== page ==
The spleen is one of the secondary lymphatic organs central to immune function that plays a role in filtering the blood and removing old or damaged erythrocytes. Asplenia is defined as the lack of a spleen or splenic function.
- Component of heterotaxy syndrome involving organs of the chest and abdomen
- Autosomal dominant inheritance
- Surgical removal: most common cause
- Splenic rupture
Epidemiology differs based on etiology.
- Syndromic asplenia is predominant in men.
- Celiac disease, Whipple procedure, and alcoholic liver disease are strongly associated with partial splenic disfunction.
- Functional asplenia: Nearly all patients with sickle cell disease (and other hemoglobinopathies) will suffer from functional asplenia.
- Acquired: The incidence of surgical splenectomy is decreasing because of new surgical techniques.
- Functional asplenia typically begins with hyposplenism:
- Entrapment of RBCs
- Lack of a filtration function for bacteria: increased risk of sepsis due to encapsulated bacteria
- Haemophilus influenzae
- Streptococcus pneumoniae
- Neisseria meningitidis
- Escherichia coli
- Increased risk of vascular events:
- Secondary to thrombocytosis
- Increased circulation of damaged erythrocytes
- History and physical:
- History of a predisposing syndrome, condition, or trauma
- Surgical history
- Laboratory testing:
- Peripheral blood smear:
- Howell-Jolly bodies pathognomonic
- Heinz bodies, target cells, pitted erythrocytes common
- Peripheral blood smear:
- Diagnostic imaging:
- Plain radiography:
- Reveals abnormal orientation of organs in heterotaxy syndromes
- May be helpful in trauma
- Plain radiography:
Management depends on the underlying cause, degree of asplenia, and age. Patients > 5 years of age have a better prognosis. Prevention of infection is the cornerstone of long-term care because of the increased risk of rapidly progressing septicemia that is fatal in 50% of patients.
- Routine vaccination:
- H. influenzae (type B)
- Antibiotic prophylaxis:
- For 1–2 years after splenectomy
- Up to 5 years of age
- Surgical procedures that may predispose to infection by encapsulated bacteria
- Lifetime, if history of post-splenectomy sepsis
- Empiric antibiotic treatment: indicated early when a patient presents with fever or other signs of infection
Overwhelming post-splenectomy infection (OPSI)
- Infection without definitive source accompanied by DIC
- Mortality rate: 50%–70%
- Blunt abdominal trauma and penetrating abdominal injury: Abdominal injuries are classified as blunt or penetrating, according to the mechanism of injury. Different structures including the duodenum, spleen, liver, kidneys, and pelvic organs can be injured. In severe splenic injury, a splenectomy may have to be performed to remove the spleen.
- Mononucleosis: also known as “kissing disease,” or infectious mononucleosis. Mononucleosis is a highly contagious viral infection caused by the EBV. The common name for mononucleosis stems from its main method of transmission: the spread of infected saliva via kissing. During acute EBV infections, the spleen can become enlarged and rupture either spontaneously (rare) or owing to its increased vulnerability to trauma.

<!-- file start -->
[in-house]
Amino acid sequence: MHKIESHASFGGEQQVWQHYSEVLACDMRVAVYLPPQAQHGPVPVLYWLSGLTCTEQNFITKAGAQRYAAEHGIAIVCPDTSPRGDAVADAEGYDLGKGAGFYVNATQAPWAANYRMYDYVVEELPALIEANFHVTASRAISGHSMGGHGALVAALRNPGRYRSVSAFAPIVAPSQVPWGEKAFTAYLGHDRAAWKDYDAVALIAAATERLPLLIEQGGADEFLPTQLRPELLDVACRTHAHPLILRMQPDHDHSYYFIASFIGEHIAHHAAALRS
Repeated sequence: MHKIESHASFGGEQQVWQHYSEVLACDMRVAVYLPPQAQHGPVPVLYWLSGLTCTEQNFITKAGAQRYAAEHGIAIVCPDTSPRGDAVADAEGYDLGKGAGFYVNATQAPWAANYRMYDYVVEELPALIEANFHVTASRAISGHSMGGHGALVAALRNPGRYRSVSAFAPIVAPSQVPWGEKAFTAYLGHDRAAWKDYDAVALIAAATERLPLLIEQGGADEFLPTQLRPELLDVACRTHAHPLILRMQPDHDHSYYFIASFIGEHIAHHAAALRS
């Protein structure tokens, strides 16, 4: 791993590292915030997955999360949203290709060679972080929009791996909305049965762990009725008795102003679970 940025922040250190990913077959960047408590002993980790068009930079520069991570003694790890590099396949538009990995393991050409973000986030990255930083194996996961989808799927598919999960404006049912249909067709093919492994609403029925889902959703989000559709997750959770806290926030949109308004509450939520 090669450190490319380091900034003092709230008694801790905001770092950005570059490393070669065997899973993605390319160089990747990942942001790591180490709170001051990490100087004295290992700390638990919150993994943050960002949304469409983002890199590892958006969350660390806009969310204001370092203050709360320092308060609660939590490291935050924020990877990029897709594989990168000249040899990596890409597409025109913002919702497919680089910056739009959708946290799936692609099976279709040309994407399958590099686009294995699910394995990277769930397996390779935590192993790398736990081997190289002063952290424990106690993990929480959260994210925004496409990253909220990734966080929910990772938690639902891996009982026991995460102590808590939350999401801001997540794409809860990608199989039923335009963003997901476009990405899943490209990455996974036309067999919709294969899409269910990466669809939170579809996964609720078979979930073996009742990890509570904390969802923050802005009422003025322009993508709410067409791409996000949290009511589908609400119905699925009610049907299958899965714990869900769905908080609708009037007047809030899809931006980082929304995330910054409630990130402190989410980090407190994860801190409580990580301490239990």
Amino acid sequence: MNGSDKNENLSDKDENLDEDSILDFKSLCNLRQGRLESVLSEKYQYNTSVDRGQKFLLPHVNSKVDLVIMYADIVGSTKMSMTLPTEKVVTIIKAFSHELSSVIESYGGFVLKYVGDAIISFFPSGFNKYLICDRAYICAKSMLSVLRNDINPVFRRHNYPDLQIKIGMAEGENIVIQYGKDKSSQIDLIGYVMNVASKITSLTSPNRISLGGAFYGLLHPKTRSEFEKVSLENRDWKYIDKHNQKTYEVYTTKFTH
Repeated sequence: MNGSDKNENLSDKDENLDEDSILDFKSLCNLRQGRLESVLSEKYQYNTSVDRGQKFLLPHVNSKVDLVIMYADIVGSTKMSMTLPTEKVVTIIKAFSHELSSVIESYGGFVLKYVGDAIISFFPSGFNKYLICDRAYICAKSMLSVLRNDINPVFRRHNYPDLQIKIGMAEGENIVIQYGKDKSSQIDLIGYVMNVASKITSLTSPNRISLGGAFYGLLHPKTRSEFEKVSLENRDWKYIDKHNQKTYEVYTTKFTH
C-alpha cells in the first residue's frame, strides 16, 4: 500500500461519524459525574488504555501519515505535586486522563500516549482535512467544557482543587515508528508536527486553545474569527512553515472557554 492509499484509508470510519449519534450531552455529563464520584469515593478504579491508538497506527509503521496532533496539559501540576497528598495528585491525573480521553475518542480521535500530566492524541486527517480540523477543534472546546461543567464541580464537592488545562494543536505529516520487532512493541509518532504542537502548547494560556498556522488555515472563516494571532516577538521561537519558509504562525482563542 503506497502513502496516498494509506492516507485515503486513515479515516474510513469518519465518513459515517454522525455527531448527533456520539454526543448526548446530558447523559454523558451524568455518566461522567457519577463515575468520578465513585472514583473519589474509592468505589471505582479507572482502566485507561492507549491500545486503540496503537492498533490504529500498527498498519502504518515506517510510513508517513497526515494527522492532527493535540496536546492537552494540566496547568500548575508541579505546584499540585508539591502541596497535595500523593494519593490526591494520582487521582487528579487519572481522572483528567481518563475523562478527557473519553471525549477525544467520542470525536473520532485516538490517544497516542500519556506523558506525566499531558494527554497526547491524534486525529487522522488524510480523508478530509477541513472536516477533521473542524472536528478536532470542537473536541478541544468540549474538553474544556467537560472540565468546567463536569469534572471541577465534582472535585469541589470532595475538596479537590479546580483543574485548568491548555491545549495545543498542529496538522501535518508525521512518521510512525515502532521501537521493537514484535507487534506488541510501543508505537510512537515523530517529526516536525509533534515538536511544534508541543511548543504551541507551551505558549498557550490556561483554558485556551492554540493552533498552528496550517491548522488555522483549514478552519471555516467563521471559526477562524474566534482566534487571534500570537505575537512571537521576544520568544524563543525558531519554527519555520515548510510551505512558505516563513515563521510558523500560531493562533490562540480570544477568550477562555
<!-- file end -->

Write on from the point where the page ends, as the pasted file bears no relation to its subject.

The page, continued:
- Spleen: a coffee-bean-shaped organ located in the left posterior upper abdomen (left hypochondriac region) and weighing about 150 grams. The spleen is composed of very soft tissue that is filled with blood, which trickles through the parenchyma and filters out any old or abnormal RBCs and WBCs. The spleen also plays a role in immune function by removing pathogens and producing antibodies. Owing to its fragile nature and high vascularization, the spleen can rupture easily during abdominal trauma, particularly when it is enlarged.
- Splenomegaly: massive enlargement of the spleen, rendering it palpable under the left costal arch. Ultrasounds show a bulging shape and rounding of the normally pointed ends. Any ectopic tissue, such as accessory spleens, will also be hypertrophied. Enlargement of the spleen may occur for different reasons, including infection, internal hemorrhage, or sequestration of abnormal blood cells. Enlargement of the spleen puts it at risk for rupture during trauma.
- Pulvirenti, F., et al. (2020). Chapter 48. In Sullivan, K., and Stiehm, R. (Ed.), Stiehm’s Immune Deficiencies Inborn Errors of Metabolism. 2nd ed. pp. 1012–1033. Retrieved April 12, 2021, from https://www.sciencedirect.com/topics/immunology-and-microbiology/asplenia
- Quinti, I., Paganelli, R. (2014). Chapter 45. In Sullivan, K., and Stiehm, R. (Ed.), Stiehm’s Immune Deficiencies Inborn Errors of Metabolism. 1st ed. pp. 835–844. Retrieved April 12, 2021, from https://doi.org/10.1016/B978-0-12-405546-9.00045-5
- Litz, C.E. The post splenectomy blood picture. Retrieved April 16, 2021, from https://propath.com/the-post-splenectomy-blood-picture/
- Chen, M.J., Huang, M.J., et al. (2005). Ultrasonography of splenic abnormalities. World Journal of Gastroenterology. 11(26), 4061–4066. Retrieved April 16, 2021, from http://dx.doi.org/10.3748/wjg.v11.i26.4061
- Rubin, L., Schaffner, W. (2014). Care of the asplenic patient. New England Journal of Medicine. 371, 349–356. Retrieved April 16, 2021, from https://doi.org/10.1056/NEJMcp1314291